Oct 11 '06 #3
Jack Klein wrote:
aa*****@gmail.c om wrote:

typedef struct mall_li_header_ {
char data[0];

What it is actually for is testing for broken compilers, since an
array declaration with a size of 0 has never been allowed in any
version of standard C.
Compilers are allowed to offer extensions that don't alter the
behaviour of any conforming program.

Oct 11 '06 #4
aa*****@gmail.c om wrote:
to what extent this is true?????
"none."
Oct 11 '06 #5
aa*****@gmail.c om wrote:
this is a very old (and common) idea used by a lot of game programmers
from yesteryears.
I remember a lot of yesteryears' games failing with bizarre memory
problems, especially when running them on later OS versions, with
different memory managers, etc.

If you want an incomplete type, just put a void * in your struct and
allocate that properly. Would that kill you?
Oct 11 '06 #6
"Old Wolf" <ol*****@inspir e.net.nzwrites:
Jack Klein wrote:
>aa*****@gmail.c om wrote:
>
typedef struct mall_li_header_ {
char data[0];

What it is actually for is testing for broken compilers, since an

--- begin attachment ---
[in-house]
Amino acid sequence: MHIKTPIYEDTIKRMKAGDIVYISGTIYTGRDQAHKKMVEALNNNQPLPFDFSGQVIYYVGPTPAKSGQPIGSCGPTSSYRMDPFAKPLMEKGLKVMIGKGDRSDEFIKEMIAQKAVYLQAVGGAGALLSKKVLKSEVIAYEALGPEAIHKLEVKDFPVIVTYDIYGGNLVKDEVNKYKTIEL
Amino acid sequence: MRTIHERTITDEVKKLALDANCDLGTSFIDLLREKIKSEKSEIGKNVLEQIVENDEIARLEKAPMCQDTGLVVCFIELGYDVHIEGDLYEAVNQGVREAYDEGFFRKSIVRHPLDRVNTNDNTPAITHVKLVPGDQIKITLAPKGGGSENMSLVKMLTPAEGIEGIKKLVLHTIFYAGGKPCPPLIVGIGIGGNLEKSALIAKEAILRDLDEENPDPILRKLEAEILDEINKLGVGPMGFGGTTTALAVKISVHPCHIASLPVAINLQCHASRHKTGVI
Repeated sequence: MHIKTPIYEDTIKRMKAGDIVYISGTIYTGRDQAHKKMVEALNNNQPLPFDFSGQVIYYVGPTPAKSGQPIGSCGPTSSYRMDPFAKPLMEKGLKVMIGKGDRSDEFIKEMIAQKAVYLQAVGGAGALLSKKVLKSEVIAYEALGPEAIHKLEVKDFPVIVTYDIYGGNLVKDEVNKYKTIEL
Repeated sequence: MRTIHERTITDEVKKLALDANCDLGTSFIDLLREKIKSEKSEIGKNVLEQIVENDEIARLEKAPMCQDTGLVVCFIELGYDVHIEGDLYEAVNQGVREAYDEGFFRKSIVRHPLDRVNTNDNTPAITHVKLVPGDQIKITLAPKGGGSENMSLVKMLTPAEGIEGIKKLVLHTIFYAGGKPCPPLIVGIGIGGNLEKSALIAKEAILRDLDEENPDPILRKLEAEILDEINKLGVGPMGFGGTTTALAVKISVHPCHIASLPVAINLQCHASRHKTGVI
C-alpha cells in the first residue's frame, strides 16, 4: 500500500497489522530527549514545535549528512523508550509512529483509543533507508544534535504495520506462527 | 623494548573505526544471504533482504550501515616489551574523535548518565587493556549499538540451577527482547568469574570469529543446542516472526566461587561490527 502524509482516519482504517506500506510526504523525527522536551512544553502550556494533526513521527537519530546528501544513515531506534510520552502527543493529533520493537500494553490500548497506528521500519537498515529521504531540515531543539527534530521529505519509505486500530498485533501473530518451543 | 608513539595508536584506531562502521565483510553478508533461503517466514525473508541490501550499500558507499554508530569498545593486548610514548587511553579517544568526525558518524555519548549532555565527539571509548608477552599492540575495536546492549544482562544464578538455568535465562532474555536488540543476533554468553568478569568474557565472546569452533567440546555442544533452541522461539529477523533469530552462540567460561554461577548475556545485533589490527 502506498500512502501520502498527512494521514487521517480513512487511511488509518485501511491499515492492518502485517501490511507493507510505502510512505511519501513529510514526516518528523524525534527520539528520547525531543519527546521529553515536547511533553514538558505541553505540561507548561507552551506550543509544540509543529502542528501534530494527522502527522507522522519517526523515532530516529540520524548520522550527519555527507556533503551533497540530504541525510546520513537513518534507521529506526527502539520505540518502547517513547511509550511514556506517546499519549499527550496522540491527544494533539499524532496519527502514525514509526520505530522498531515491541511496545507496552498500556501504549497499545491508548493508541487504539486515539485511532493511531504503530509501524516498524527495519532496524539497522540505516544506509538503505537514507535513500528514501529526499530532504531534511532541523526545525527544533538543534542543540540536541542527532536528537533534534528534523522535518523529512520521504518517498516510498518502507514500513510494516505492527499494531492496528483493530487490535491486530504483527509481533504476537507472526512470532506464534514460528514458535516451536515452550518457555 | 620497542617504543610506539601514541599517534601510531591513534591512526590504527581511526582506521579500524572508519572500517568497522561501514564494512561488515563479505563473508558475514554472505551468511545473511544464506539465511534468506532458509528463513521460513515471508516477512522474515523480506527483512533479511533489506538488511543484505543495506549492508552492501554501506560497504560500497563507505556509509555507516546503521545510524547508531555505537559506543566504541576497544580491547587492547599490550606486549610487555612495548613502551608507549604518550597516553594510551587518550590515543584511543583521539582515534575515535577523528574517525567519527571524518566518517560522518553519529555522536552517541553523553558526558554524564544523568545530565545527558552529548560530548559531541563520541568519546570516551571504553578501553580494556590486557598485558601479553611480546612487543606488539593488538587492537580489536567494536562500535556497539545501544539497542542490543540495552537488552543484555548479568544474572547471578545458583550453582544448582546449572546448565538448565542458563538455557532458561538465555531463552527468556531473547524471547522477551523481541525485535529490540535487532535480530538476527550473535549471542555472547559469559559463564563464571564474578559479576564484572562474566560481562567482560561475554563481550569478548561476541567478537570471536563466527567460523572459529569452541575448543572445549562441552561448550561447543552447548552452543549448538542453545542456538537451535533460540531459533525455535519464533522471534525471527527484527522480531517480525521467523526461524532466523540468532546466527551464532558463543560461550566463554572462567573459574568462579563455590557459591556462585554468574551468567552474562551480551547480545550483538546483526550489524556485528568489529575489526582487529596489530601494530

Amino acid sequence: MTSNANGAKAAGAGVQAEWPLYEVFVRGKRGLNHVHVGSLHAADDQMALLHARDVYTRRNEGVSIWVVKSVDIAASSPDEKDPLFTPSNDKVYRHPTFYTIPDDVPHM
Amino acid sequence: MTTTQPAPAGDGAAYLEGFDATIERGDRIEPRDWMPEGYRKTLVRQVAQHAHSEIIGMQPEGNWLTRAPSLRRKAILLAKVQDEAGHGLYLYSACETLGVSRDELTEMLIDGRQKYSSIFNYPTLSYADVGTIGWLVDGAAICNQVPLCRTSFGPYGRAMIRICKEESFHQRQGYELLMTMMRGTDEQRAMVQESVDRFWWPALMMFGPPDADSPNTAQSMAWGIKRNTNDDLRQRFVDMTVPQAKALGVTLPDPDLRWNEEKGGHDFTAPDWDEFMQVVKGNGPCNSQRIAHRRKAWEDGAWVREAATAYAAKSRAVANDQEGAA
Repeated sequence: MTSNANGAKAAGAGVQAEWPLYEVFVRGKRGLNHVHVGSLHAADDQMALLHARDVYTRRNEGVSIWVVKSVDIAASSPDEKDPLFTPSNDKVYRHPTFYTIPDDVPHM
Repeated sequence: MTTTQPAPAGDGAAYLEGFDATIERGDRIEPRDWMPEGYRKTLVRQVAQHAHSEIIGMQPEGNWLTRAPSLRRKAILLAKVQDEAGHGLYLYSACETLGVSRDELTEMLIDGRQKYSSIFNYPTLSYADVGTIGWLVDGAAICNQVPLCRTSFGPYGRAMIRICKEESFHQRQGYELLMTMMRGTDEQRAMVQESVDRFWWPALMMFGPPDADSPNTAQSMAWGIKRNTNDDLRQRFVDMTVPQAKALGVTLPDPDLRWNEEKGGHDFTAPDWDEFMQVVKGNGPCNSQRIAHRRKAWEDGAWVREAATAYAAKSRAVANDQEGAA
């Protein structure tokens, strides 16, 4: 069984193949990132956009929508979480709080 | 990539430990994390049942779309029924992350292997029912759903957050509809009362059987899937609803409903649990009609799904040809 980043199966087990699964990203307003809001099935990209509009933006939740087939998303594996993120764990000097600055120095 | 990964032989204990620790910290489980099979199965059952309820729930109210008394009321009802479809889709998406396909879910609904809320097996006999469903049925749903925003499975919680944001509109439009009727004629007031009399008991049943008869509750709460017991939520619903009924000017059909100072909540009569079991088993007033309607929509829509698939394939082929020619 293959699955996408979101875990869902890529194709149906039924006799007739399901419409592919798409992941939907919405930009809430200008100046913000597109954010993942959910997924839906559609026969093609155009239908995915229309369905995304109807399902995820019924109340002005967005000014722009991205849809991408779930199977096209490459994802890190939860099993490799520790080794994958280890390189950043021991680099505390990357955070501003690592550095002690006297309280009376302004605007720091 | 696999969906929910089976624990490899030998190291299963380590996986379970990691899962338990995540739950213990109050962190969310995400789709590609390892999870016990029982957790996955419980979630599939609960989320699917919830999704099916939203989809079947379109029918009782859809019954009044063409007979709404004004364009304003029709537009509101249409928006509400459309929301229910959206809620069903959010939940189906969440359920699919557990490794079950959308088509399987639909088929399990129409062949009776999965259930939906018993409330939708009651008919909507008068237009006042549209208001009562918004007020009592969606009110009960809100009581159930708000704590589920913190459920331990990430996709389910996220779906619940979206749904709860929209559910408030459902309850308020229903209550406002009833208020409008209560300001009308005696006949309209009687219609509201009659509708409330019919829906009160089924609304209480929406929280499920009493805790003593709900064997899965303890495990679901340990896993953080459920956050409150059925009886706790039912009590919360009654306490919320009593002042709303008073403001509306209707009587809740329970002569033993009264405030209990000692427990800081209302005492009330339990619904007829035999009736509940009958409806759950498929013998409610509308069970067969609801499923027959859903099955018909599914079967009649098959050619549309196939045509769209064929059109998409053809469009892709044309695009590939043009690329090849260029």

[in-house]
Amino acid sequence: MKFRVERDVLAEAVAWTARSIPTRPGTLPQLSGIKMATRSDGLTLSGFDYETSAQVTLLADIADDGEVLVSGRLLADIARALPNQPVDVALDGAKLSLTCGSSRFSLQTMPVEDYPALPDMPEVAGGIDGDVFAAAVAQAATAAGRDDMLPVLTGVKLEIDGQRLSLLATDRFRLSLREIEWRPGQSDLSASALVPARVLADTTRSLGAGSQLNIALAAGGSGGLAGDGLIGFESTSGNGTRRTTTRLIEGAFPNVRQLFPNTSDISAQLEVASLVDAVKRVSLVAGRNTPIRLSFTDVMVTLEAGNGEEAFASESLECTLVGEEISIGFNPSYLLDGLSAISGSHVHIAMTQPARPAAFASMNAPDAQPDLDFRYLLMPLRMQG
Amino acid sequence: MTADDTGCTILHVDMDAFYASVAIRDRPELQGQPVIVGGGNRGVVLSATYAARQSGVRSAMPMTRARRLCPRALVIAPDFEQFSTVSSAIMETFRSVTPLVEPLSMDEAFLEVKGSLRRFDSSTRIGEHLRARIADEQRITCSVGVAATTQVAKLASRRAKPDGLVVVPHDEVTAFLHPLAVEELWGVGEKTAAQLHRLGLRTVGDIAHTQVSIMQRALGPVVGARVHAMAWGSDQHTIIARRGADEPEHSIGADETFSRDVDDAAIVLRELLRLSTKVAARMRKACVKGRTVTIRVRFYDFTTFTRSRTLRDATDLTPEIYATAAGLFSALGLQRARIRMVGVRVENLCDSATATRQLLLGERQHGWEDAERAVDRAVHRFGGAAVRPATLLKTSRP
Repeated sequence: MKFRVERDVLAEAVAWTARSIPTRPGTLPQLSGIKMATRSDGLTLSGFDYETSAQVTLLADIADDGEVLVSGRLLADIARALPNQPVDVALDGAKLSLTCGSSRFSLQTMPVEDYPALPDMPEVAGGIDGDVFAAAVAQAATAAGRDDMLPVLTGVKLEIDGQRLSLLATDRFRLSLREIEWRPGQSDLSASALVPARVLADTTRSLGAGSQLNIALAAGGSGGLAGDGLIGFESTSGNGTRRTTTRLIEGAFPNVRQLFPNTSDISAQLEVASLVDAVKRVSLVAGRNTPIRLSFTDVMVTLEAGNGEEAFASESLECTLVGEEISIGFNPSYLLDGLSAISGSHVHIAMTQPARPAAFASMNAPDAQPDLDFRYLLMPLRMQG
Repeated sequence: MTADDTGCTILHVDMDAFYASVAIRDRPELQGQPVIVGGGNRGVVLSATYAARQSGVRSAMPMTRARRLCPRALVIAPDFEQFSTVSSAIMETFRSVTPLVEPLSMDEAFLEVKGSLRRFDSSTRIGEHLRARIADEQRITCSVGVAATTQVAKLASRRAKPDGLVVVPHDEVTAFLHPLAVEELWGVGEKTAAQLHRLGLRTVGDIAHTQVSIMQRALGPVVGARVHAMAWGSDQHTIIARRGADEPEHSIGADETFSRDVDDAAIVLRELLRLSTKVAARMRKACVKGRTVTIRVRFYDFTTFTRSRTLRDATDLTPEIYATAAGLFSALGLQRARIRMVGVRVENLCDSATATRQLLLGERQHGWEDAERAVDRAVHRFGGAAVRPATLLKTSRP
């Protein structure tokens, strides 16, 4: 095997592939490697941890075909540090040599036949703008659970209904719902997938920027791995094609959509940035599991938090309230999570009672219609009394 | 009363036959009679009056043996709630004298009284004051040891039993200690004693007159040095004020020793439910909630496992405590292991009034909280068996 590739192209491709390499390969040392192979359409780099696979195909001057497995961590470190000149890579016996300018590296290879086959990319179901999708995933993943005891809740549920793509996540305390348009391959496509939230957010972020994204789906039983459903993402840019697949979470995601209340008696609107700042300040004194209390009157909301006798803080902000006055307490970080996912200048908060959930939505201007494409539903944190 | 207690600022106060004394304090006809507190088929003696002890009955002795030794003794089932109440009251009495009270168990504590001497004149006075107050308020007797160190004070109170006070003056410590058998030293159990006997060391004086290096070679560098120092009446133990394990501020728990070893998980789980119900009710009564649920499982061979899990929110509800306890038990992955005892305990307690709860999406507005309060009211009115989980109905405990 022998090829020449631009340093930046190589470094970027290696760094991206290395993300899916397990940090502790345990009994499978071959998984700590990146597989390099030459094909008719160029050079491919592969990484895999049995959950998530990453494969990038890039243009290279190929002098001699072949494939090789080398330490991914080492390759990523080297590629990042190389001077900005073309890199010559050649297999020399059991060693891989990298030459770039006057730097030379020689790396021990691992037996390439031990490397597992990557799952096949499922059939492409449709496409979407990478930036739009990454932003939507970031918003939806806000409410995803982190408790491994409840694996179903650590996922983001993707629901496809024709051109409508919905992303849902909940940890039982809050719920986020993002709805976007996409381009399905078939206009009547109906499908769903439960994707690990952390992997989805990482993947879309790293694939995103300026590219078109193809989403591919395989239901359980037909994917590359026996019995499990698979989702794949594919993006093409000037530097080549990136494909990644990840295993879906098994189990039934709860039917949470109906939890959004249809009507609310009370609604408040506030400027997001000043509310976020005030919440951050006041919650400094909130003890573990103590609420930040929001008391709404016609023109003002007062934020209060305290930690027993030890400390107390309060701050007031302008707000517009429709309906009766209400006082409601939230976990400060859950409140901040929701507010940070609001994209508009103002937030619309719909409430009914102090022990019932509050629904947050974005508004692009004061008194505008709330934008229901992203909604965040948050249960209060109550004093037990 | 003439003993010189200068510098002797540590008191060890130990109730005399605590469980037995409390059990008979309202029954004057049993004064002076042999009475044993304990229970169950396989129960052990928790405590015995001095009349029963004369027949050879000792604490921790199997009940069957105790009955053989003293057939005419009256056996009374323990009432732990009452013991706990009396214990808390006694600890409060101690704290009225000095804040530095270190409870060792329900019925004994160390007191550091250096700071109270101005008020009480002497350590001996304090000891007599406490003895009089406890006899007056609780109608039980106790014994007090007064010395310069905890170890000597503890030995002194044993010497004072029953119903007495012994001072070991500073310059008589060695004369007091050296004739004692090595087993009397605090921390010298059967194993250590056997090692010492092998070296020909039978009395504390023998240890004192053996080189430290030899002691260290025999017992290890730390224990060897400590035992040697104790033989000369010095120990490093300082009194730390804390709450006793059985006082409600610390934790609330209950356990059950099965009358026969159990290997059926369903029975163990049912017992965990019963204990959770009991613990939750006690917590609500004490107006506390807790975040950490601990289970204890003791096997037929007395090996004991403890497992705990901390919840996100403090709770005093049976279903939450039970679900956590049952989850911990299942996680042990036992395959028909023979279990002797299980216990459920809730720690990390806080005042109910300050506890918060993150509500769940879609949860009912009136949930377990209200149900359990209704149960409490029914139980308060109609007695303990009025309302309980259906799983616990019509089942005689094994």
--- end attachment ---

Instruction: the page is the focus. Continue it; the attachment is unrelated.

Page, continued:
array declaration with a size of 0 has never been allowed in any
version of standard C.

Compilers are allowed to offer extensions that don't alter the
behaviour of any conforming program.
Yes, but if the expression is constant and doesn't have a value
greater than zero, it's a constraint violation requiring a diagnostic.
A compiler is free to do what it likes after issuing the diagnostic.
(And of course it's free not to issue the diagnostic in non-conforming
mode; the standard by definition cannot constrain implementations that
don't conform to it.)

--
Keith Thompson (The_Other_Keit h) ks***@mib.org <http://www.ghoti.net/~kst>
San Diego Supercomputer Center <* <http://users.sdsc.edu/~kst>
We must do something. This is something. Therefore, we must do this.
Oct 11 '06 #7
jmcgill <jm*****@email. arizona.eduwrit es:
aa*****@gmail.c om wrote:
>this is a very old (and common) idea used by a lot of game programmers